I am grateful to the hon. Member for his explanation. I hope that he will forgive me if I respond rather predictably by saying that we cannot accept the amendment because it is unnecessary, since clause 15(7), which enables Ministers to establish an advisory committee, makes it absolutely clear that the area of activity of the committee and indeed the reason for its existence are the general purpose of part III of the Bill. That being so, I can assure the House that this Government at least—I venture to say, any Government—would not consider making any appointment to the ACP without having regard to the general purposes of this legislation.
The hon. Member made some astonishing comments about the members of the ACP. Professor Kilpatrick, the chairman, is concerned with living patients, as is Professor Berry, the chairman of the scientific sub-committee, whose expertise also includes carcinogenicity and teratogenicity. I remind him that pathologists are not solely concerned with the dead but are also greatly concerned with diagnosis of ailments in the living.
As for the future, I have already said that we shall be reviewing the structure and composition of the ACP and the sub-committee and panels that assist it in the light of the changes which the legislation will bring. We have already had some preliminary discussions with the committee on the implications of extending the pesticides screening system to cover efficacy and humaneness as well as safety, and we are looking at ways of benefiting from user and supplier experience by giving those groups access to formal advisory panels.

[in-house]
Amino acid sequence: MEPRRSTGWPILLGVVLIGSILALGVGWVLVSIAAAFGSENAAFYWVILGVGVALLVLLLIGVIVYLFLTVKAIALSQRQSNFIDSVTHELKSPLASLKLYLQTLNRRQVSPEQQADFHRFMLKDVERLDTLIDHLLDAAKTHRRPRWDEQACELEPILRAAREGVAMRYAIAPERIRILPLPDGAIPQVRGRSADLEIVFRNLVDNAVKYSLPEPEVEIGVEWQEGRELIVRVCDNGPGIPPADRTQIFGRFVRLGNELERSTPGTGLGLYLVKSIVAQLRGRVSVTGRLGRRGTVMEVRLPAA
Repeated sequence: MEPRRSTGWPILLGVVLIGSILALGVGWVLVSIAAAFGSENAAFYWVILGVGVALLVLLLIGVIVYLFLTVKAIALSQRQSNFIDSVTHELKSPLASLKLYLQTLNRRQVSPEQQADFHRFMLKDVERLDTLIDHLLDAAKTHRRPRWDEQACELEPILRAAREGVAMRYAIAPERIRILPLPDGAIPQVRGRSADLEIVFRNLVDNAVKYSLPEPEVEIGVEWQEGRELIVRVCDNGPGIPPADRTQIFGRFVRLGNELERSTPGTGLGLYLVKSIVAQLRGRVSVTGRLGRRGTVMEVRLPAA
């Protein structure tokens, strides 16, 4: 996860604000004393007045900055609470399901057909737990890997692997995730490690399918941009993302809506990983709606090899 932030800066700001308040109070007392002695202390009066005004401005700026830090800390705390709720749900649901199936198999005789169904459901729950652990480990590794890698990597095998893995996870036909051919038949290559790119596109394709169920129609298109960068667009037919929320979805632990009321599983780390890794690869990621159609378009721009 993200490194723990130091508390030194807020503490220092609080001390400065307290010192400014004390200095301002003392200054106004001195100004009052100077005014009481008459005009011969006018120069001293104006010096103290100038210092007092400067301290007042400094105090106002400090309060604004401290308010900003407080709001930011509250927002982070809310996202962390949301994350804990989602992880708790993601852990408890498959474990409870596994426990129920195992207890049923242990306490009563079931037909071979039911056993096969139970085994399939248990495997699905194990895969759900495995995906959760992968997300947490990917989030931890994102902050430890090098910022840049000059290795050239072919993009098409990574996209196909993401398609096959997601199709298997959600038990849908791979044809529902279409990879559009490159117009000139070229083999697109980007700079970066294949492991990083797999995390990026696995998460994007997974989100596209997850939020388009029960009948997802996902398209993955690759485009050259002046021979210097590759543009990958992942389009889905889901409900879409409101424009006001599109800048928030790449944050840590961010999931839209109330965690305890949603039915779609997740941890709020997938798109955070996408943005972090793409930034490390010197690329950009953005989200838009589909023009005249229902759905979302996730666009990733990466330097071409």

I should, however, make it clear that it is our firm intention to invite the present chairman and members of the Advisory Committee on Pesticides to serve on the statutory committee, and I very much hope that they will agree to do so. This Government and preceding Governments are greatly indebted to the advisory committee and its scientific sub-committee for their meticulous assessment of the risks attached to the use of pesticides and for the sound and unbiased advice that they have given us over many years. That the general public do not always realise just how well they have been protected is a fault of communication on our side, and I am glad to take this opportunity to express our appreciation of the considerable service which the advisory committee provides.